In a program last week, one of the participants received a request from a customer/prospect (see customer or prospect post", August archives) for a price on an item that the prospect was currently sourcing from another vendor. The request was via e-mail and offered an opportunity to demonstrate some of our strategies in a "virtual training" exercise... a chance to "practically apply" some of what we had just been teaching.
My participant was anxious to send out a price because this was a customer that she was currently doing business with but not on this product. It offered an opportunity to increase her business with that account and since she often had a price advantage, she believed she had a good opportunity to win the business... simple, just e-mail back a quote.
Our selling model suggests that "your price" is part of the "info/proof" step which is actually step five in the model. Giving a price out too early has you out of control, as well as out of sequence with the model. I suggested that we send an e-mail back asking a couple of questions:
1. Are you unhappy about anything with the product you currently buy?
2. Did you have a price or budget that you were trying to stay within?
The temptation to just send a price is strong, but often puts you at a disadvantage. Although my participant was eager to get the business and wasn't quite sure if she would get the information we asked for, she agreed to go along.
Minutes after sending our questions we got an answer... and not what we had expected. First, the prospect told us who they were buying from and the price they were paying. They said they would prefer to buy from us (preference) if we could be competitive. However, the product we were going to offer... based on the request we got... was actually twice as expensive. Although she often had a price advantage in this case she didn't.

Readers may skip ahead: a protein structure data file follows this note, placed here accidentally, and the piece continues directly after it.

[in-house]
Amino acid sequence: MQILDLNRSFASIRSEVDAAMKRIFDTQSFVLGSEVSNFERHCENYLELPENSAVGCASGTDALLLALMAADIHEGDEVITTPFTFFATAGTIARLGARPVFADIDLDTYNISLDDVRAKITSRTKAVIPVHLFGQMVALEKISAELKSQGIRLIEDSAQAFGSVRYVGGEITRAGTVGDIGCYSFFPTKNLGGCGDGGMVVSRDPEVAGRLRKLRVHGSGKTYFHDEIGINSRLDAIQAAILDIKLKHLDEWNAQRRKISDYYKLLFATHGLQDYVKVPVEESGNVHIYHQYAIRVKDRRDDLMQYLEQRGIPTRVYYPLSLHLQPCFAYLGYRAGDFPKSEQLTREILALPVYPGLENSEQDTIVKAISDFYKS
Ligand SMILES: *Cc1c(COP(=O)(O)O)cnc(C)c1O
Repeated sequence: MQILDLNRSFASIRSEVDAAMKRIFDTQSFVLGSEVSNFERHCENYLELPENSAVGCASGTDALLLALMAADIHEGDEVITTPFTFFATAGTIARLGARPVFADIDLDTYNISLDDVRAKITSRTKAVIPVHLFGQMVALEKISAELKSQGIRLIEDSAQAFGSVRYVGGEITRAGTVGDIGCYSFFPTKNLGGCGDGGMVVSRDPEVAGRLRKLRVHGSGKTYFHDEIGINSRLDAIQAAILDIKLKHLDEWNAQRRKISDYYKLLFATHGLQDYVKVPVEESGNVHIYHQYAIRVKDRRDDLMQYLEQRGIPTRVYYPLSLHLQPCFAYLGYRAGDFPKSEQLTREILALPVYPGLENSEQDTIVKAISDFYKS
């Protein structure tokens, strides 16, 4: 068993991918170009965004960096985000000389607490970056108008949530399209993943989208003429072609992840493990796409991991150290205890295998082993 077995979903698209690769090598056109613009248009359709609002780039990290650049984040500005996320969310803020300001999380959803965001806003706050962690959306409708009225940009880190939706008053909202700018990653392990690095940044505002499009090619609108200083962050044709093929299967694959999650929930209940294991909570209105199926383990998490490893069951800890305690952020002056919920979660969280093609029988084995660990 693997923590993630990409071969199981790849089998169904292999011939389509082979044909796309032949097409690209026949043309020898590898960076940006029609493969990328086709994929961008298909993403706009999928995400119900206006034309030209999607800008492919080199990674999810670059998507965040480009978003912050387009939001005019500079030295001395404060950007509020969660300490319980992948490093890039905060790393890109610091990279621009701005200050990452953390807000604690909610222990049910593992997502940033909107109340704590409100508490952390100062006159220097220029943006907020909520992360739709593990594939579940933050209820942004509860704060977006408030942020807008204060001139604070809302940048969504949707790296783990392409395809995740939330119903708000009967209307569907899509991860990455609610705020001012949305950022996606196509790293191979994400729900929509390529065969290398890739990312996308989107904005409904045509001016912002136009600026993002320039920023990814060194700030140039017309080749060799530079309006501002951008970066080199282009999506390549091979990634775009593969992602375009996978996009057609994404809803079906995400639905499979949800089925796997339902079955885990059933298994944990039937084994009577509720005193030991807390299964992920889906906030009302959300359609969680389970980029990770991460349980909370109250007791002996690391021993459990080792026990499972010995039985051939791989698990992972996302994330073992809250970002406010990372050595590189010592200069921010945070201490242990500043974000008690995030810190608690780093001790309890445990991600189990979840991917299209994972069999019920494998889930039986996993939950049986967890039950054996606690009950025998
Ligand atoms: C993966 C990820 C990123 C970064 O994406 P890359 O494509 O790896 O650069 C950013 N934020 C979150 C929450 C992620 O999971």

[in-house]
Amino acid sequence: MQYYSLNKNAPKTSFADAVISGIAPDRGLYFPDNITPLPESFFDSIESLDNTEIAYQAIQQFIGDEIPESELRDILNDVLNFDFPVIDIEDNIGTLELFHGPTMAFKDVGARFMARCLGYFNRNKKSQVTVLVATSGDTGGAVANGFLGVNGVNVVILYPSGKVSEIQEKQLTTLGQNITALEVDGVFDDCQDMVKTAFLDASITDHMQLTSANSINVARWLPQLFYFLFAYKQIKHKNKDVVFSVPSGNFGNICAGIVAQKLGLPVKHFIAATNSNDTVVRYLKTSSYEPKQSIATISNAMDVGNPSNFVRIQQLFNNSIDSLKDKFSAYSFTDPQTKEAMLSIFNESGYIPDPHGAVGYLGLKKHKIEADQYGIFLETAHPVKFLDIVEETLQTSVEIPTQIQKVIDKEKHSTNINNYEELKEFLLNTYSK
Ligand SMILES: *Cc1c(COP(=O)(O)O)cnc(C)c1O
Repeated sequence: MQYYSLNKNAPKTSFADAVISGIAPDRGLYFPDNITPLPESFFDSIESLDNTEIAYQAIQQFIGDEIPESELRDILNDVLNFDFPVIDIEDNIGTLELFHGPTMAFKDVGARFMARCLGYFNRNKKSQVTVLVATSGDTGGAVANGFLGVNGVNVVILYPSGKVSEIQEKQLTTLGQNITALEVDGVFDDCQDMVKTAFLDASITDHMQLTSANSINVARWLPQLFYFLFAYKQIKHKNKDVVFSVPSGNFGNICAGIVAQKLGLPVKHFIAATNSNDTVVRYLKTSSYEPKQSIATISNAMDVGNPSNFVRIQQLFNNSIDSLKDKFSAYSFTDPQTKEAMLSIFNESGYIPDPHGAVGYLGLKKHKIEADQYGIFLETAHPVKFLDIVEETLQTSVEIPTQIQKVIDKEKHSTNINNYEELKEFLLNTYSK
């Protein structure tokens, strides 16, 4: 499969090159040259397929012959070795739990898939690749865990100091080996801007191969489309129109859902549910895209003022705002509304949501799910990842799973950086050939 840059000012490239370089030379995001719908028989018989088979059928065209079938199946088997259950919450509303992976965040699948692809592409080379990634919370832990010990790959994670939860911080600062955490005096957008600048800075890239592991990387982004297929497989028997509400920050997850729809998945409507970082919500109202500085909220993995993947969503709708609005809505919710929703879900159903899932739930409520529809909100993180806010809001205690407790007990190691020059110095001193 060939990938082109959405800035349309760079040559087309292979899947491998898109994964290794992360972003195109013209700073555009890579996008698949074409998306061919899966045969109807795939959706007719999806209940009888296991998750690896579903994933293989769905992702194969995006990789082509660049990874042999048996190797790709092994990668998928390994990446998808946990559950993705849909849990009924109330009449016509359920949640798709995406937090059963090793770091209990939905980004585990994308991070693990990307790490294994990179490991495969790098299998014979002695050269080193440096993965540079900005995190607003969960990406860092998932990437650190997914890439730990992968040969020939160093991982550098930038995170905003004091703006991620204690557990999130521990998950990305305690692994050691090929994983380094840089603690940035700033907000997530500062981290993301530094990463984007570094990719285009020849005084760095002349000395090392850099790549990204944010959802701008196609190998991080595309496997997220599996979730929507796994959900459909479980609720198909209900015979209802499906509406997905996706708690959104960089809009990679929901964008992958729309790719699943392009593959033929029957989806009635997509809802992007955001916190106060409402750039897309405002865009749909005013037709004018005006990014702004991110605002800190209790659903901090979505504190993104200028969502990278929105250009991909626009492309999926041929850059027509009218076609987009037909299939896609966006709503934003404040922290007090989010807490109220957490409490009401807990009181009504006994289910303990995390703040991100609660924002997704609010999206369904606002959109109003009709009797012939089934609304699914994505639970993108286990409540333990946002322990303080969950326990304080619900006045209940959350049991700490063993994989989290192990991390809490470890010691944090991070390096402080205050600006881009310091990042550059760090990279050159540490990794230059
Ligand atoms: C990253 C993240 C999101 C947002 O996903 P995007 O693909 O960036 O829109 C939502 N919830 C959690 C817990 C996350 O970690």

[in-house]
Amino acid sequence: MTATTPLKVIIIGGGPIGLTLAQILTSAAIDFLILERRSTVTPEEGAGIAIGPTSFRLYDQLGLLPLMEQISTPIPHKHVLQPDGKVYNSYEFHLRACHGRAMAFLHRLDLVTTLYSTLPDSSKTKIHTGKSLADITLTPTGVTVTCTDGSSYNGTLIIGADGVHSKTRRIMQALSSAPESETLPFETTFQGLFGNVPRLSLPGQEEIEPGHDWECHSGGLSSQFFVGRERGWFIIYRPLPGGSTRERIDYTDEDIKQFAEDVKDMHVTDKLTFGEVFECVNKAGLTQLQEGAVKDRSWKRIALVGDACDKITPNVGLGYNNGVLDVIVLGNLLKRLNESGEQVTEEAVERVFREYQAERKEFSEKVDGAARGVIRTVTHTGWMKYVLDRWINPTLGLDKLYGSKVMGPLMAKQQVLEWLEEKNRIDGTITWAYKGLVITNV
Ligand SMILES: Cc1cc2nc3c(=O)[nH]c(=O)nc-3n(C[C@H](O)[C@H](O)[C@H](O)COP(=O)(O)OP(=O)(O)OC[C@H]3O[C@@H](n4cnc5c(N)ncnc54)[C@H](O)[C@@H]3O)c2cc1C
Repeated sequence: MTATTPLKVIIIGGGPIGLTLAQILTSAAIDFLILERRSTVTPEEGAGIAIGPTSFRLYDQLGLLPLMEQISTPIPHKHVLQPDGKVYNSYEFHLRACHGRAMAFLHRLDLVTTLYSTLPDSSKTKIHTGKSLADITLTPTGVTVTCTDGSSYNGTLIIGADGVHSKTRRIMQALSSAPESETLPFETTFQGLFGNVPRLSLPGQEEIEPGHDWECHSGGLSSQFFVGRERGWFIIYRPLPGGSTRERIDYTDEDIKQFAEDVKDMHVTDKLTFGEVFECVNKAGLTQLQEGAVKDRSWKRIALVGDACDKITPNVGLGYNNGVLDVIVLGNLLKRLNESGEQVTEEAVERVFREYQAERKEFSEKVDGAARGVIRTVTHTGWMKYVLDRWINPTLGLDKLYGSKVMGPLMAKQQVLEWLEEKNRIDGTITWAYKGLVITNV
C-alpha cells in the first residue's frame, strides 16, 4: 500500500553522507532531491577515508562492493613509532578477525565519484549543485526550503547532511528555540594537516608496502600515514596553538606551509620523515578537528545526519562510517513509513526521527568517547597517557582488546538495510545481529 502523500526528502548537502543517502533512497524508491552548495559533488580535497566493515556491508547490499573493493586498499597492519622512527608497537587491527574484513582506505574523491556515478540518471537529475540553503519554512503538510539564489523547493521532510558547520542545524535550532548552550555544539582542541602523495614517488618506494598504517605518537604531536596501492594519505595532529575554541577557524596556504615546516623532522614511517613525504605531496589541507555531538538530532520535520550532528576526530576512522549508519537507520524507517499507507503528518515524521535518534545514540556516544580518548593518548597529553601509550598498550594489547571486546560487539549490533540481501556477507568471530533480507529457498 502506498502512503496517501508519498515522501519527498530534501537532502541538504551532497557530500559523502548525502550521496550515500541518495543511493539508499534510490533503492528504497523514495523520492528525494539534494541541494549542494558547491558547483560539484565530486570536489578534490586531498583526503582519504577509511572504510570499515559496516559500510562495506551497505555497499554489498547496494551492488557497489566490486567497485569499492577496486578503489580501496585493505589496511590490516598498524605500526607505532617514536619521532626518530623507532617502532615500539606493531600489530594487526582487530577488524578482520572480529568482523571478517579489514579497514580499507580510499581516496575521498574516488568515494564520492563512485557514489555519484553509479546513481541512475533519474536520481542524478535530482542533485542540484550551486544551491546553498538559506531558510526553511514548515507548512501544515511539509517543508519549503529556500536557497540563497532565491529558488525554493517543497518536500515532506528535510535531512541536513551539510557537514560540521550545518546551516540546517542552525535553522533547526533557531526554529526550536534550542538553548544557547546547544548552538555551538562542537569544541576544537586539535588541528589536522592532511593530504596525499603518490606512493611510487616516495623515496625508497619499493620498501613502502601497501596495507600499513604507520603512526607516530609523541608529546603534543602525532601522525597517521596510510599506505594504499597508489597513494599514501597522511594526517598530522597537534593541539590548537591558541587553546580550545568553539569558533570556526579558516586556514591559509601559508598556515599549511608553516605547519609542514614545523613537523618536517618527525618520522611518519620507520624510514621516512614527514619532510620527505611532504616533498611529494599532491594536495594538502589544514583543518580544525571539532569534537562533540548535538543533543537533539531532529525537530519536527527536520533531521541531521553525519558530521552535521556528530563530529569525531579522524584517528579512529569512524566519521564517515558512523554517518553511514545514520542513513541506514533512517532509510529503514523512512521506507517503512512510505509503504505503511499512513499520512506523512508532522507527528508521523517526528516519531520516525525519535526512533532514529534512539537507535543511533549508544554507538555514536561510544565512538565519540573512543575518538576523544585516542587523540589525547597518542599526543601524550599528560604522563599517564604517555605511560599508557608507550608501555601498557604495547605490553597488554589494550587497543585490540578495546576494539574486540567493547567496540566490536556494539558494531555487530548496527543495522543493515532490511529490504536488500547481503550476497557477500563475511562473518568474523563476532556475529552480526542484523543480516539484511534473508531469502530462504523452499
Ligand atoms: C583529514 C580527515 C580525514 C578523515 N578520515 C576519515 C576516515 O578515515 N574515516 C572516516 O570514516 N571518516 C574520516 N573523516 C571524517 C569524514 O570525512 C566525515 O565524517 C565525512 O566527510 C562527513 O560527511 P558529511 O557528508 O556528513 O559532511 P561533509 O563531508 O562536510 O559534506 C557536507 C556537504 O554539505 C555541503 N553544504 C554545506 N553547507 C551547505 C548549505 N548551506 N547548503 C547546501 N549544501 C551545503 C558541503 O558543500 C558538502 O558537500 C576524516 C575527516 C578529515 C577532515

Now, the question that we need to bring up is if our product is twice as much does it offer some advantages that the customer is not currently getting? A conversation we could never have if we had given them the price! Providing our price would have quickly eliminated us from consideration, not to mention leaving or maybe building the impression that if we were high on this item maybe we were high on everything else!
So now, by not giving out the price and getting more information we are not only controlling the process but have gotten the prospect to reveal preference for us as well as some valuable information that might help us make the sale. We can now communicate with our customer that we have a product that would fit their needs but need to ask some questions first to determine if we can supply a product for the price they want to pay.
Now using our "Value Translation Strategy" we can ask questions to determine the true value of what we offer. By not "folding to the path of least resistance" and asking some questions we have managed to stay in control of this sale and have a higher likelihood of a positive outcome. So, next time you're asked for a price don't just take the easy way out... it just may end up losing you the sale!